Reverse Freedom Rides

In response to the 1961 Freedom Rides to desegregate interstate transportation, White Citizens’ Councils in Alabama and other states across the South created the Reverse Freedom Rides program. Launched in 1962, it largely targeted poor Blacks on public assistance who were provided some spending money and bus tickets to northern cities with the false promise of employment and housing once there. 

Under the program, various White Citizens’ Councils recruited Black southerners to be displaced from their native South to the urban North. The Reverse Rides began in New Orleans, Louisiana, where council leader George L. Singelmann called for the displacement of Black locals to places such as Cleveland, Ohio; Hyannis, Massachusetts (where Pres. John F. Kennedy’s vacation home was located); and other northern cities. Singelmann hoped that the Reverse Rides would silence northern complaints about southern segregation. His initiative took off in Louisiana, Arkansas, and Alabama. In May 1962, Singelmann held a luncheon with chapters of the Alabama Citizens’ Councils in Montgomery, Montgomery County. There, he spoke before local leaders as they prepared to launch their own Reverse Rides across the state.

Alabama council members held mass meetings to garner support for the initiative. They advertised in Alabama newspapers, conducted community-wide fundraisers, and collected money from whites across the state for the “Freedom Bus Special Fund.” Council members planned to purchase bus tickets for the Black women, men, and children they recruited. Montgomery Council chairman Carl Herbert Lancaster, Jr.  reported that the council received significant support from white Alabamians and that throughout 1962, they had received steady donations for the campaign.

Although the council did receive support from whites across the state, other white Alabamians and white southerners critiqued the Reverse Rides. Some believed that the organizers intentionally targeted poor Black women and men, instead of those who had participated in civil rights demonstrations and voting rights campaigns. Critics complained that the council’s goal should have been to displace civil rights activists and “outside agitators” and that the Reverse Freedom Rides concept missed the mark. Others asserted the council was deliberately subjecting Black residents to inhumane treatment and displacement.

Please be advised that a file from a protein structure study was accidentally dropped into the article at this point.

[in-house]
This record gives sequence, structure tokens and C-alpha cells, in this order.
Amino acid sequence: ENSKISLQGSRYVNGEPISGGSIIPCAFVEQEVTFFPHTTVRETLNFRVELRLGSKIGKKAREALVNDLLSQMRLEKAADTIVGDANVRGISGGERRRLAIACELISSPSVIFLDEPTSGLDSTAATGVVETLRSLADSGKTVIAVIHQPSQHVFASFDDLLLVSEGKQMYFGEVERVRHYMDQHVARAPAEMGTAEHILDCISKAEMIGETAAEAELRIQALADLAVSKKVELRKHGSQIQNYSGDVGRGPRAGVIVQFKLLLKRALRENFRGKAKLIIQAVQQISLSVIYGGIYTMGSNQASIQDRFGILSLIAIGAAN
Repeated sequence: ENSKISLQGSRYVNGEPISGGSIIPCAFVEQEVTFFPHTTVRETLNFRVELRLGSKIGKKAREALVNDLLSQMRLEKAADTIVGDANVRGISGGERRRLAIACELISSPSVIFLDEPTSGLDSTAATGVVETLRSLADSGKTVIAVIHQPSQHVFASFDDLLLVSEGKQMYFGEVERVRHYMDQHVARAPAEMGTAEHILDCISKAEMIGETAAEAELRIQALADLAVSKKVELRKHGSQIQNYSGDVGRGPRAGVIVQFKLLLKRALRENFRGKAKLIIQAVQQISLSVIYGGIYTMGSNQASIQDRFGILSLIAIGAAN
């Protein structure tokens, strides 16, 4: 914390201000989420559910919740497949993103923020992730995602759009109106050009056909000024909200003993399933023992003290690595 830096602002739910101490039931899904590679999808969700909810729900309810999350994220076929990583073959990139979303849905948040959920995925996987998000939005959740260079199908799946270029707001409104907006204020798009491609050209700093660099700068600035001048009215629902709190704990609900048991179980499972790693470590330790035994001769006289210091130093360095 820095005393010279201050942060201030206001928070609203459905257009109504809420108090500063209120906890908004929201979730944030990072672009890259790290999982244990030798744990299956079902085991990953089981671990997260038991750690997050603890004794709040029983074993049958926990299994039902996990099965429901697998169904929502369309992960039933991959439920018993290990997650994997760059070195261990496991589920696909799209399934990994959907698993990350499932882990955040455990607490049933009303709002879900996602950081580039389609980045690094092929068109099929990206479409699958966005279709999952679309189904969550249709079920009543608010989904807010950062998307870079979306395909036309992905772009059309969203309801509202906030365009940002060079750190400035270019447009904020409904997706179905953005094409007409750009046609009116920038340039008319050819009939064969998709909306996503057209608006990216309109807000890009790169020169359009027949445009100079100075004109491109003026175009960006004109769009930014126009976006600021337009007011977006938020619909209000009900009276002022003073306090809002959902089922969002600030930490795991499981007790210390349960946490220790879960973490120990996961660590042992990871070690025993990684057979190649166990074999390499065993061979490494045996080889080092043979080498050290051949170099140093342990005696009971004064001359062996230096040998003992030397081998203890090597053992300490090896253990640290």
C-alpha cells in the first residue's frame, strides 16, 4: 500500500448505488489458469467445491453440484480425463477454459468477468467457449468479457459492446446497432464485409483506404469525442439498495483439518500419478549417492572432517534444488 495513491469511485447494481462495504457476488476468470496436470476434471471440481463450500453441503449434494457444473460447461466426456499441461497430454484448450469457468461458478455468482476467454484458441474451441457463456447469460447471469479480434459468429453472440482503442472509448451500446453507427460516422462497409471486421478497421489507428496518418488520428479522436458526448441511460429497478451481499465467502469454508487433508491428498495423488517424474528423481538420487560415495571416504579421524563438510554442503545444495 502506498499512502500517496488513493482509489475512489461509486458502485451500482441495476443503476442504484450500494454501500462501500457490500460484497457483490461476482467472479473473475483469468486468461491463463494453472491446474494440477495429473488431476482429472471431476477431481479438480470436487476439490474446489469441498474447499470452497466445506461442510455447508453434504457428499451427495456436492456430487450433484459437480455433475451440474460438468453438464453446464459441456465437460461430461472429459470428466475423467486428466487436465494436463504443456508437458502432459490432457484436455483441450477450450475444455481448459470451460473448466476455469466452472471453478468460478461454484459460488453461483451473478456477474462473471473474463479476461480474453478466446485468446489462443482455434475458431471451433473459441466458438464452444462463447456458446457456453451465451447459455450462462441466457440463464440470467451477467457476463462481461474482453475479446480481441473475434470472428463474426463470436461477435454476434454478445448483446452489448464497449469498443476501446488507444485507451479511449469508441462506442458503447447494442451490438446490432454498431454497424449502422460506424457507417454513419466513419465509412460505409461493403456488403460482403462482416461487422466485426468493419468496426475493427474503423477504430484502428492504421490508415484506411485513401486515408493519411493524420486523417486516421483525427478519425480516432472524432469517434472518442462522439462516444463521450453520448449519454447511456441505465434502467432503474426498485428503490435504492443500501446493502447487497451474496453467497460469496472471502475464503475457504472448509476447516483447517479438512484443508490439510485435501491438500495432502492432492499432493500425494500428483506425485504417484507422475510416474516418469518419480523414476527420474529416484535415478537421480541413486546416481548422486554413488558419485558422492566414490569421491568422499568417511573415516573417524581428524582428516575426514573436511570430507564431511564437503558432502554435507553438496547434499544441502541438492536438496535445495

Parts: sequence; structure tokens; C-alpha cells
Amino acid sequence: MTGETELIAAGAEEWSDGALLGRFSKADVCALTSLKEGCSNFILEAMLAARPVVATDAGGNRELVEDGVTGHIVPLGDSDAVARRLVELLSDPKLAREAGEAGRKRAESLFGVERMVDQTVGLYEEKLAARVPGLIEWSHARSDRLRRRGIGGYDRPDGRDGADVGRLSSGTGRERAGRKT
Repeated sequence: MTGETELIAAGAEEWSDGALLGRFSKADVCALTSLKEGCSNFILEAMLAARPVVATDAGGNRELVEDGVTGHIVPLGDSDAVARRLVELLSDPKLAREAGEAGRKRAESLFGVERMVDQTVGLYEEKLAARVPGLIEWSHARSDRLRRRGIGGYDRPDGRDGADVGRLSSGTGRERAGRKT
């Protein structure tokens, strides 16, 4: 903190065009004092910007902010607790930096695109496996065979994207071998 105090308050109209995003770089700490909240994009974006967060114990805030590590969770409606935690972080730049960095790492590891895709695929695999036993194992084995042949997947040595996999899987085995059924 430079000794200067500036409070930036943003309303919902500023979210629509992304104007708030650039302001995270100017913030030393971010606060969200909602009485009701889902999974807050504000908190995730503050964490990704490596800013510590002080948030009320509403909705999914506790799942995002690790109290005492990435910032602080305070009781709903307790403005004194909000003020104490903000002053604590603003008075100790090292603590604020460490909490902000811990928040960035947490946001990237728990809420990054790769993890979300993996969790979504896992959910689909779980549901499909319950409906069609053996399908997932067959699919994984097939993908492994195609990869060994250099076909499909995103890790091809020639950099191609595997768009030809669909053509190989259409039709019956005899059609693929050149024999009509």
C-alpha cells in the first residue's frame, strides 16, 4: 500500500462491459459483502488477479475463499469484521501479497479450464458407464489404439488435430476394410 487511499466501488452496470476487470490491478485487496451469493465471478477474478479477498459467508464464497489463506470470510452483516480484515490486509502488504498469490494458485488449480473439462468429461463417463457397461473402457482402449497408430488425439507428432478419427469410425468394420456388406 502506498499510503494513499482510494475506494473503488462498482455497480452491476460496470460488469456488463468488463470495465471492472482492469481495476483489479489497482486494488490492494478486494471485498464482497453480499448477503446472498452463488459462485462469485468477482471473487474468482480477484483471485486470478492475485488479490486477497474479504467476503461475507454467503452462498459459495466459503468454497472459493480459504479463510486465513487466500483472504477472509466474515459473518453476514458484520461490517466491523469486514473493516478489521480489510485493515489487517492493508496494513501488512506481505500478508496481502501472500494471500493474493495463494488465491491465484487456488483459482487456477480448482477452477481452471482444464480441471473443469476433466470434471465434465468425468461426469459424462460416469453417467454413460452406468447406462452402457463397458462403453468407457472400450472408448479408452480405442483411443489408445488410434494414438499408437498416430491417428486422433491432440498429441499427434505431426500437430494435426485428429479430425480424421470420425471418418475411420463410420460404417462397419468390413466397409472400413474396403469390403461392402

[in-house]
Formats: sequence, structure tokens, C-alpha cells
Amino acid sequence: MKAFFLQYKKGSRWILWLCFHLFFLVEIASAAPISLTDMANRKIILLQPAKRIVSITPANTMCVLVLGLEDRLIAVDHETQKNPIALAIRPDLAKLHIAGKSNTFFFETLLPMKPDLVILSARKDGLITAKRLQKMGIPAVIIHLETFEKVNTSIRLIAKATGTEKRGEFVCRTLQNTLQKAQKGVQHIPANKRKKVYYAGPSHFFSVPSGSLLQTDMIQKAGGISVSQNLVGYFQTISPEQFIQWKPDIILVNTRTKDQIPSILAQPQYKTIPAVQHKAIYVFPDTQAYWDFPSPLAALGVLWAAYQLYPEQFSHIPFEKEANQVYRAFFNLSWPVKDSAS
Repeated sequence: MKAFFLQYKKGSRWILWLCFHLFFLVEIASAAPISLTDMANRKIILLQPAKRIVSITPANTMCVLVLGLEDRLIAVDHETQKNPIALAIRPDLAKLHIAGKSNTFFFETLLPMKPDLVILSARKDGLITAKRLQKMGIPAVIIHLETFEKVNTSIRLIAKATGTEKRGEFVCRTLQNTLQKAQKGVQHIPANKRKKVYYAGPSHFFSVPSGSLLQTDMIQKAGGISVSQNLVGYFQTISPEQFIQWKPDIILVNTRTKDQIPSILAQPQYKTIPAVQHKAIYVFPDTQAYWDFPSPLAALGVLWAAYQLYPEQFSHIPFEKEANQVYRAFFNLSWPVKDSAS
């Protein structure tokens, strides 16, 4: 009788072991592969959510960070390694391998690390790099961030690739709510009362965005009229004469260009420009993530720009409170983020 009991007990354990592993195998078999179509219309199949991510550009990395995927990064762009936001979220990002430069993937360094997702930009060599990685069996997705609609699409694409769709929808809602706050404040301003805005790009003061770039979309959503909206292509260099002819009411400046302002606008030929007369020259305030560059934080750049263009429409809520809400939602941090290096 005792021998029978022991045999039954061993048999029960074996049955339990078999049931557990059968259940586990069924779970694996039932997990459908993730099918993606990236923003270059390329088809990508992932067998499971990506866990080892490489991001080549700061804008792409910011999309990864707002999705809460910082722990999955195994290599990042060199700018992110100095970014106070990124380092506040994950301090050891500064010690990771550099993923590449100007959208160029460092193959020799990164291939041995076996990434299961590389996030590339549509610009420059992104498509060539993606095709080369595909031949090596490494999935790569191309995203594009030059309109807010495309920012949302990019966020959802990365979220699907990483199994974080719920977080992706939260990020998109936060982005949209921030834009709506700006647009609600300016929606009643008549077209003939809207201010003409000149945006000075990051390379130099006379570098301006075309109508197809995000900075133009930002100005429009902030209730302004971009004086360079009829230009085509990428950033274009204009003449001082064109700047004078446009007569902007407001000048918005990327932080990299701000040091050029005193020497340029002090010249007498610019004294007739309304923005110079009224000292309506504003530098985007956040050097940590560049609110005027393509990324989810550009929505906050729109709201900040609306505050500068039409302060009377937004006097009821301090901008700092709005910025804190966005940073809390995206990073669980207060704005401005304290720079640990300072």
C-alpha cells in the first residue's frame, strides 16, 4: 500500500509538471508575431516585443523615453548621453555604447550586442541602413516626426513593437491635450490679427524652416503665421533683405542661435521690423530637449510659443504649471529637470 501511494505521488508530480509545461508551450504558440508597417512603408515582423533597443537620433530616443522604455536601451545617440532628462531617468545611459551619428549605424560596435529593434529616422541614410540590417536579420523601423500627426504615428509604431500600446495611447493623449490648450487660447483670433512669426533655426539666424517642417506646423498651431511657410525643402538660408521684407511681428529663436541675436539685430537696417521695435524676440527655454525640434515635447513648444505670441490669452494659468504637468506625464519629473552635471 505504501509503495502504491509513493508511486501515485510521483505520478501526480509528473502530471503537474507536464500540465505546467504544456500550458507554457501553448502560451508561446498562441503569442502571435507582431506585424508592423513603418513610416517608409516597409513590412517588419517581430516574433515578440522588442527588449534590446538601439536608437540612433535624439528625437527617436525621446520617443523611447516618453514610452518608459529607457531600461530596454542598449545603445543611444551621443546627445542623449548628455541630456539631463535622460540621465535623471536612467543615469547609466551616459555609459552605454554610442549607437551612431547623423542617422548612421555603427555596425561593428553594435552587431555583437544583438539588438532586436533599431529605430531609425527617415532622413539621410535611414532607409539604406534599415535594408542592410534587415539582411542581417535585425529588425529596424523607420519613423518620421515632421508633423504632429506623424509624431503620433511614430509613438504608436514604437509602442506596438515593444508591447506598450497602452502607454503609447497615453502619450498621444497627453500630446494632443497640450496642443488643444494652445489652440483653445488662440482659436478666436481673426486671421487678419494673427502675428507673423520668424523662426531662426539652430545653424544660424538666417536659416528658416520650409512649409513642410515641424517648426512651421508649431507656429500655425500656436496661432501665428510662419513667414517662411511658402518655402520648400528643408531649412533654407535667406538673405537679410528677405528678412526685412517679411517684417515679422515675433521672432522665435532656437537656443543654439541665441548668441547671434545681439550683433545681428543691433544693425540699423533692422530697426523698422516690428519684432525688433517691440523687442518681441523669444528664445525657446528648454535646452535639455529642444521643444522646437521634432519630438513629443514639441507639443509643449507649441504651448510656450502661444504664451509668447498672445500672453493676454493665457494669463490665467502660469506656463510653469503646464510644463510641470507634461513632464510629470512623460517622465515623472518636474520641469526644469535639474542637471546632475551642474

Civil rights leaders and federal officials viewed the rides as deceptive and as a “cause for tears.” They denounced the reverse rides as a “cruel hoax,” a “venomous joke,” and “traffic in human misery.” Despite these critiques, including some from moderate segregationists, the Alabama Citizens’ Council continued with the Reverse Rides.

The council had certain criteria when selecting Reverse Riders. Black Alabamians considered prime candidates were uniformly chosen from the poor. Those who participated often saw local newspaper advertisements and inquired about the council’s initiative because of their desire for the economic stability denied to them in segregated Alabama. The push of poverty and pull of potential northern jobs motivated some Black Alabamians to apply for the Reverse Rides. Many of the participants depended on federal aid through welfare programs. Council members often complained that Black Alabamians drained community coffers through dependence on financial subsidies, although more than half of those who depended on welfare in Alabama were white. And although the council did select single men to displace as well, those considered prime candidates for the Reverse Rides were most often single women with numerous children.